Writing a Standard Operating Procedure (SOP)

Prior to writing a Standard Operating Procedure (SOP), a Biological Risk Assessment must be conducted. 

General Guidelines

Every SOP Must Include

  • Date written, dates of revisions, name of person that wrote the SOP
  • Procedural methods/materials (detailed enough to allow someone to complete the procedure)
  • Risk identification
  • Exposure controls
  • Waste disposal
  • Spill procedures
  • Accident procedures
  • Any pertinent references
  • Any required record keeping

SOPs must be lab-specific. They should not consist of copies of manufacturer's inserts, manuals from other sources, or another lab's SOP (unless work is collaborative and carried out in the same research space). You may, however, wish to refer to other documents.

See sample SOP Template. Expand each section as needed. The template is for guidance only and is not meant to be all-inclusive or a required format. 

Steps to Writing a SOP

1. Review laboratory protocols and identify the potential hazards associated with the procedures performed in the protocols — Risk Assessment.
2. Determine the types of exposure risk to the identified hazards that each step could present.
3.  Develop an exposure control plan that workers must adhere to that will minimize the risk of personal exposure and prevent the release of infectious agents. The exposure control plan must include each exposure risk identified in Step 2. Include personal protective equipment and work practices in accordance with the Biosafety Level determined by completing the Risk Assessment process in Step 1.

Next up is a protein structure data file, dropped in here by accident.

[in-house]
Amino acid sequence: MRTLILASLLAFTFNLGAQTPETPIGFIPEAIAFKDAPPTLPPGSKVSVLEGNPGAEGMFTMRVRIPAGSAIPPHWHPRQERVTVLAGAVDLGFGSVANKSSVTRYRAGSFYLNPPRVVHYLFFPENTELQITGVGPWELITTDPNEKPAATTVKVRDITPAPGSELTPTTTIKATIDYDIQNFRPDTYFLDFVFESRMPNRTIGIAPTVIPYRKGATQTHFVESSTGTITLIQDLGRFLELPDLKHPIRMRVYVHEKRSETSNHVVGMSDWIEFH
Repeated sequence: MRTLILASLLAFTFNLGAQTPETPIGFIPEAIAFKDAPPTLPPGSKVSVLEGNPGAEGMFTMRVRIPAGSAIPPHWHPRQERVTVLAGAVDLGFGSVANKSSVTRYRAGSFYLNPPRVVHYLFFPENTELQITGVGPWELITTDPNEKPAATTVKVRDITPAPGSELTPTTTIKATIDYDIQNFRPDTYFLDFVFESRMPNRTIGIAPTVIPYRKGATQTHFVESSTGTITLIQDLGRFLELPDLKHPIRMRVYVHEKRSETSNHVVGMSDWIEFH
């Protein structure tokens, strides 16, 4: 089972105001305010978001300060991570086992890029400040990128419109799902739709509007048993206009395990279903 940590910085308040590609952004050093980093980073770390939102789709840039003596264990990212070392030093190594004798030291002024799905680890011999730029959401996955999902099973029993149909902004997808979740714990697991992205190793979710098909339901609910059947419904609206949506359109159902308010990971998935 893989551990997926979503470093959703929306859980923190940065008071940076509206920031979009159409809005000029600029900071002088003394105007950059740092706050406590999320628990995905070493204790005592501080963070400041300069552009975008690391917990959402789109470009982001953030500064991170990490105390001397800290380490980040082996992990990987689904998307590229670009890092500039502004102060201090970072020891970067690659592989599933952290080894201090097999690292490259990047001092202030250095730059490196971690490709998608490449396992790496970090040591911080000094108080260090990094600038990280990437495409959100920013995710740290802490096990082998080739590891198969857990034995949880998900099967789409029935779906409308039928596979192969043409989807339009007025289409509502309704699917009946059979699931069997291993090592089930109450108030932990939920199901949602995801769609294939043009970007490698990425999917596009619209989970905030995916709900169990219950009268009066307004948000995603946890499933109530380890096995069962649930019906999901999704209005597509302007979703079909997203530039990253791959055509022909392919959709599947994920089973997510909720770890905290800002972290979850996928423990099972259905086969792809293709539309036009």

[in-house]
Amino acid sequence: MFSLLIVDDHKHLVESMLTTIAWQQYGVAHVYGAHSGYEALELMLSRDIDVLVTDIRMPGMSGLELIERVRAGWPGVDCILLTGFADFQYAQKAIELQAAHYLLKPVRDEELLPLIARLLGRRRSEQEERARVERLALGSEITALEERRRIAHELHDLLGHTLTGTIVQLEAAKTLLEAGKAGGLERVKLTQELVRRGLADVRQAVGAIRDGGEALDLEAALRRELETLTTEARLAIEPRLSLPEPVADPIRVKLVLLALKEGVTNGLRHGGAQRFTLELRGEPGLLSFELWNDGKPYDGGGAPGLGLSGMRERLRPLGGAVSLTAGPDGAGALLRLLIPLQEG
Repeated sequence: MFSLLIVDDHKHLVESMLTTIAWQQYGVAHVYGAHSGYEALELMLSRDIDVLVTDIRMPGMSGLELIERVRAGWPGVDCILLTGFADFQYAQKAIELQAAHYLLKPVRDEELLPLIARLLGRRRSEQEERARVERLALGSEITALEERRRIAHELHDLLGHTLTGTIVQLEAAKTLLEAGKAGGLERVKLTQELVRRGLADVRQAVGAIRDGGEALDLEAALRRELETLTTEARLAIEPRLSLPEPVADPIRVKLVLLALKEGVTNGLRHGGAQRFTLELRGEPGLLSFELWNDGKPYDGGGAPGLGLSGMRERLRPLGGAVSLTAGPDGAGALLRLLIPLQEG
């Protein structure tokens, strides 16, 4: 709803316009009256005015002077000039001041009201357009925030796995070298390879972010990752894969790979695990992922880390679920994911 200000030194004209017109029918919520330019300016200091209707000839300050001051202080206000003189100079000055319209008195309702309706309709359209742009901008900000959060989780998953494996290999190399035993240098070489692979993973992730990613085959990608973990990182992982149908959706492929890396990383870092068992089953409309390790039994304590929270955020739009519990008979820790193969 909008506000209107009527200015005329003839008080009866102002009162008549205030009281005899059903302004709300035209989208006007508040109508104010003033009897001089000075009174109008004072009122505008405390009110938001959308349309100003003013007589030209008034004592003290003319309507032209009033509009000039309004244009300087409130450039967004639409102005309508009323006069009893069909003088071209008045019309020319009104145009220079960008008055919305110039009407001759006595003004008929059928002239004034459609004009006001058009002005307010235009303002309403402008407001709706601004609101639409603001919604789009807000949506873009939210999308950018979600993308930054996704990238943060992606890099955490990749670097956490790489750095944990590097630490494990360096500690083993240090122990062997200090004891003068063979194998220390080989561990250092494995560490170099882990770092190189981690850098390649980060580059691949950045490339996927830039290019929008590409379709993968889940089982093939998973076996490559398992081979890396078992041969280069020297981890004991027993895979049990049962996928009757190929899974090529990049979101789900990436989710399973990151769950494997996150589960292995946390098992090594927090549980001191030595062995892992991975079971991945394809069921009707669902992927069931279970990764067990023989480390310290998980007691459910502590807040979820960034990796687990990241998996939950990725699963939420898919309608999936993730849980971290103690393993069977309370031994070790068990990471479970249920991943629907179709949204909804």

4.  Identify the types of wastes that will be generated and plan for how they will be treated/disposed of.
5. 

Develop a lab-specific plan for how spills and accidental exposures will be handled. List emergency procedures including location of emergency equipment, emergency contact information with phone numbers, spill cleanup/decontamination methods, and when and how to seek emergency medical care. Include who the worker should notify in case of an accident and how to file an accident report.

Include routine cleanup procedures and materials in plan.

Completed SOPs Should Be

  • Brief, succinct, and usable
  • Used to train all new employees (remember to document training)
  • Reviewed with employees as part of their annual laboratory-specific safety update training (document training)
  • Reviewed annually for accuracy and completeness by supervisor and workers
  • Available in the laboratory for worker reference
  • Submitted with all IBC applications
  • Used as a lab-specific supplement to the department's Lab Safety Plan
  • Signed by supervisor if written by someone other than P.I. or lab director